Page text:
Selling a business

The timing can be crucial.

Once you’ve worked out when to sell, your business will need to be valued, and the process of finding a buyer will begin. You’ll have to ensure that you’re complying with all legal obligations, especially for disclosure of key information.

When negotiating the terms, you’ll need to consider many questions, for example:

  • Will there be any restraints?
  • What’s included in the sale?
  • When will settlement take place?
  • Do you need to consider any existing lease?
  • Are there any other special terms?


If you’re considering selling your business, you’ll need careful management of the process for the best possible deal.

You may also want to ensure that the buyer is the right fit. Once the terms are agreed, the contract is drafted and signed. Then you can prepare for settlement, for example, by transferring the lease, business name, and any intellectual property.

If you have a franchise business for sale, many of the same elements will apply, although you’ll have additional requirements in your franchise agreement.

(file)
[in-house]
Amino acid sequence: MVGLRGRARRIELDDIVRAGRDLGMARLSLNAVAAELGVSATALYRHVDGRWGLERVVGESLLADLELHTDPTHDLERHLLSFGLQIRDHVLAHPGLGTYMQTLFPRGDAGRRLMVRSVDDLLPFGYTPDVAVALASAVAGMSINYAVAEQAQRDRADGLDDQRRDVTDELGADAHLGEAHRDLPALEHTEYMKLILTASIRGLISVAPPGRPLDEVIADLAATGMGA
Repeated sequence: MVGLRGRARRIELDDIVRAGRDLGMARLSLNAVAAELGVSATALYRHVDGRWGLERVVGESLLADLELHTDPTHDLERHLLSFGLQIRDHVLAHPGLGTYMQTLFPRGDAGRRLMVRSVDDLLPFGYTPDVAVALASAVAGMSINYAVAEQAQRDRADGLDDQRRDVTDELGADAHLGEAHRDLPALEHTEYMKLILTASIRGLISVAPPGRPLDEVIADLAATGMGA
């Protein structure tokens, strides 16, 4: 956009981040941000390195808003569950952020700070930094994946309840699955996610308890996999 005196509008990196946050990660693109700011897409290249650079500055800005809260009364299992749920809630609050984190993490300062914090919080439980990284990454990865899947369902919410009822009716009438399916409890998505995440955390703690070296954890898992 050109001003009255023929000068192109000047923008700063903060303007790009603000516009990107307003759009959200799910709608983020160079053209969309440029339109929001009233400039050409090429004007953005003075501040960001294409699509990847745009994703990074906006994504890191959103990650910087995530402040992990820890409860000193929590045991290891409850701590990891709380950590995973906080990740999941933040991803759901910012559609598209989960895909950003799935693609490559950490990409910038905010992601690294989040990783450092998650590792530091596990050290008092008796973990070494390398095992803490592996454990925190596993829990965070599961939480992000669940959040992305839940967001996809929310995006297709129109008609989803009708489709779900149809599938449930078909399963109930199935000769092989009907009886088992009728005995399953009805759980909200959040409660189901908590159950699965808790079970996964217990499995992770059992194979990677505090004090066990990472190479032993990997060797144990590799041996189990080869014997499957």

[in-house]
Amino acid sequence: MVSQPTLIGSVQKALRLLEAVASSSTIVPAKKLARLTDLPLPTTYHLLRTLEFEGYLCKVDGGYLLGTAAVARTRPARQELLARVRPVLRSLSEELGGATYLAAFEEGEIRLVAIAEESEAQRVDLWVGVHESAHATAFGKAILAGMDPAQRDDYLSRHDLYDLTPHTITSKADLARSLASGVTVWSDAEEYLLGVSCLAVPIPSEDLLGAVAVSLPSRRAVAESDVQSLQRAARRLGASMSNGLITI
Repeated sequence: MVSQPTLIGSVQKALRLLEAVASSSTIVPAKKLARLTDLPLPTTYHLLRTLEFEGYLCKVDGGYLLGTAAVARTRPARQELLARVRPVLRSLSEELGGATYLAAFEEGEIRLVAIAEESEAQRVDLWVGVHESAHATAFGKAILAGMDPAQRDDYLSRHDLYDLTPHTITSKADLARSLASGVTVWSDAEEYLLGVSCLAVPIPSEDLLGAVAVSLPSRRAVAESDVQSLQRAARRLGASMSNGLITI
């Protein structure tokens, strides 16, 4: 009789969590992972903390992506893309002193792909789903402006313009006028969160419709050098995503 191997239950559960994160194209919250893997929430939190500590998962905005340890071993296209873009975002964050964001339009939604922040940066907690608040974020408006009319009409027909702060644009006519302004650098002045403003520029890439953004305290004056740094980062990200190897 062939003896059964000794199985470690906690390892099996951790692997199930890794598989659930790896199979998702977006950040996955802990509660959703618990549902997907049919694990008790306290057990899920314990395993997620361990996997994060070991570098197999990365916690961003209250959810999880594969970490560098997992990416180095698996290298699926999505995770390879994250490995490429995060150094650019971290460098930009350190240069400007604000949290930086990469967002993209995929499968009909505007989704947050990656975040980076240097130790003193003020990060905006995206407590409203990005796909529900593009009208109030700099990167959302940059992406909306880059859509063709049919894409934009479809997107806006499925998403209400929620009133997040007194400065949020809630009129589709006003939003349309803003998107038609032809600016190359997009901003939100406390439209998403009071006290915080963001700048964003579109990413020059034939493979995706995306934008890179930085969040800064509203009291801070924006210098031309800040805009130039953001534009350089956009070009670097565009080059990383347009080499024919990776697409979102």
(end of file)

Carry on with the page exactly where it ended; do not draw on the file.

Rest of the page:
Before deciding to sell, you’ll need legal advice to make sure that you can do so within the terms of your agreement, or whether you’ll attract any penalties for breaking the agreement. We’ve partnered with Australia’s leading franchise lawyers to help you sort this out.

This process is complex and may be time-consuming, especially if there are errors along the way. We have great expertise in this area, especially selling small businesses. Contact us to find out how we can help you.

Frequently asked questions

The advice of a reliable, trustworthy business accountant is crucial to the success of your business, whether you’re entering the market or you’re preparing to sell. We pride ourselves on working closely with business accountants to make sure you get sound advice and the best possible outcome.

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Buying or Selling a Business team